Hello World! Second Edition
Computer Programming for Kids and Other Beginners
Warren Sande and Carter Sande
  • December 2013
  • ISBN 9781617290923
  • 464 pages
  • printed in color

Learning to program can't be any simpler!

Shawn Stebner, Network Engineer, Intel Corp

A gentle but thorough introduction to the world of computer programming. It's written in language a 12-year-old can follow, but anyone who wants to learn how to program a computer can use it. Even adults. Written by Warren Sande and his son, Carter, and reviewed by professional educators, this book is kid-tested and parent-approved.

Table of Contents detailed table of contents



About this book

1. Getting Started

Installing Python

Starting Python with IDLE

Instructions, please

If it doesn’t work

Interacting with Python

Time to program

Running your first program

If something goes wrong

Syntax errors

Runtime errors

Our second program

What did you learn?

Test your knowledge

Try it out

2. Remember This: Memory and Variables

Input, processing, output


What’s in a name?

Numbers and strings

Long strings

How "variable" are they?

The new me

What did you learn?

Test your knowledge

Try it out

3. Basic Math

The four basic operations


Order of operations

Two more operators

Exponentiation—raising to a power

Modulus—getting the remainder

Increment and decrement

Really big and really small


Exponents vs. E-notation

What did you learn?

Test your knowledge

Try it out

4. Types of Data

Changing types

Changing an int to a float

Changing a float to an int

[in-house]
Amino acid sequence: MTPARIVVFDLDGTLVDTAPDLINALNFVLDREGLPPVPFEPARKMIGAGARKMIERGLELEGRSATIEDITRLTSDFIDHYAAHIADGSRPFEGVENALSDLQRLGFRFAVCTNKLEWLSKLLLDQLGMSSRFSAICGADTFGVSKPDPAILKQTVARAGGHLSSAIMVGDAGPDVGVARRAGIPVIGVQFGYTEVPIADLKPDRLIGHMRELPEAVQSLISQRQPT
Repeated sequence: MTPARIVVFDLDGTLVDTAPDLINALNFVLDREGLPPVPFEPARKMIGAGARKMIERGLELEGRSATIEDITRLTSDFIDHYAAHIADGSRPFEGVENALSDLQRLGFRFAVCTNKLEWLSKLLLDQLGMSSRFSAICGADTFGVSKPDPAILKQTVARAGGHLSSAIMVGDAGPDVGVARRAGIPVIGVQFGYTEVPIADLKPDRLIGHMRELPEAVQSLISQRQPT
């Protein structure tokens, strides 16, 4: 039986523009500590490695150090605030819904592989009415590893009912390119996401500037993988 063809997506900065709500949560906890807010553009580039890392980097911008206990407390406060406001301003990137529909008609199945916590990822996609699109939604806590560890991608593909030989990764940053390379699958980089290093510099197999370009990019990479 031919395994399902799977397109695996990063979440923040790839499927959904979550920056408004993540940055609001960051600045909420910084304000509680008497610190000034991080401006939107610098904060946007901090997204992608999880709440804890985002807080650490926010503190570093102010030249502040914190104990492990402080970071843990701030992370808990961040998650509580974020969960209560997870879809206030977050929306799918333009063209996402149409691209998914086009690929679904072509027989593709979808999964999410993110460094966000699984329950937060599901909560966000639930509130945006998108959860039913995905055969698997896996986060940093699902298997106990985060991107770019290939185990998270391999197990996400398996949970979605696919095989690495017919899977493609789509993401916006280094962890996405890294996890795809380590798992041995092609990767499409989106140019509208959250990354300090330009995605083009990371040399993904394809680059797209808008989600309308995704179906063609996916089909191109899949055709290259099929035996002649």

Changing a string to a float

Getting more information: type()

Type-conversion errors

Using type conversions

What did you learn?

Test your knowledge

Try it out

5. Input


The print command and the comma

A shortcut for raw_input() prompts

Inputting numbers

Using int() with raw_input()

Input from the Web

What did you learn?

Test your knowledge

Try it out

6. GUIs—Graphical User Interfaces

What’s a GUI?

Our first GUI

Installing EasyGui

The Python path

Let’s get GUI-ing

GUI input

Pick your flavor

Dialog box with multiple buttons

Choice box

Text input

Default input

What about numbers?

The number-guessing game …​ again

Other GUI pieces

What did you learn?

Test your knowledge

Try it out

7. Decisions, Decisions

Testing, testing


Am I seeing double?

Other kinds of tests

What happens if the test is false?

Testing for more than one condition

Using and

Using or

Using not

What did you learn?

Test your knowledge

Try it out

8. Loop the Loop

Counting loops

Runaway loops

What are the square brackets for?

Using a counting loop

A shortcut—`range()`

A matter of style—loop variable names

A range() shortcut

Counting by steps

Counting without numbers

While we’re on the subject…​

Bailing out of a loop—`break` and continue

Jumping ahead—`continue`

Bailing out—`break`

What did you learn?

Test your knowledge

Try it out

9. Just for You—Comments

Adding comments

Single-line comments

End-of-line comments

Multiline comments

Triple-quoted strings

Commenting style

Comments in this book

Commenting out

What did you learn?

Test your knowledge

Try it out

10. Game Time


Try it out

11. Nested and Variable Loops

Nested loops

Variable loops

Variable nested loops

Even more variable nested loops

Using nested loops

Counting calories

What did you learn?

Test your knowledge

Try it out

12. Collecting Things Together—Lists and Dictionaries

What’s a list?

Creating a list

Adding things to a list

What’s the dot?

Lists can hold anything

Getting items from a list

Why does the index start from 0, not 1?

"Slicing" a list

Slice shorthand

Modifying items

Other ways of adding to a list

Adding to the end: append()

Extending the list: extend()

Inserting an item: insert()

The difference between append() and extend()

Deleting from a list

Deleting with remove()

Deleting with del

Deleting with pop()

Searching a list

The in keyword

Finding the index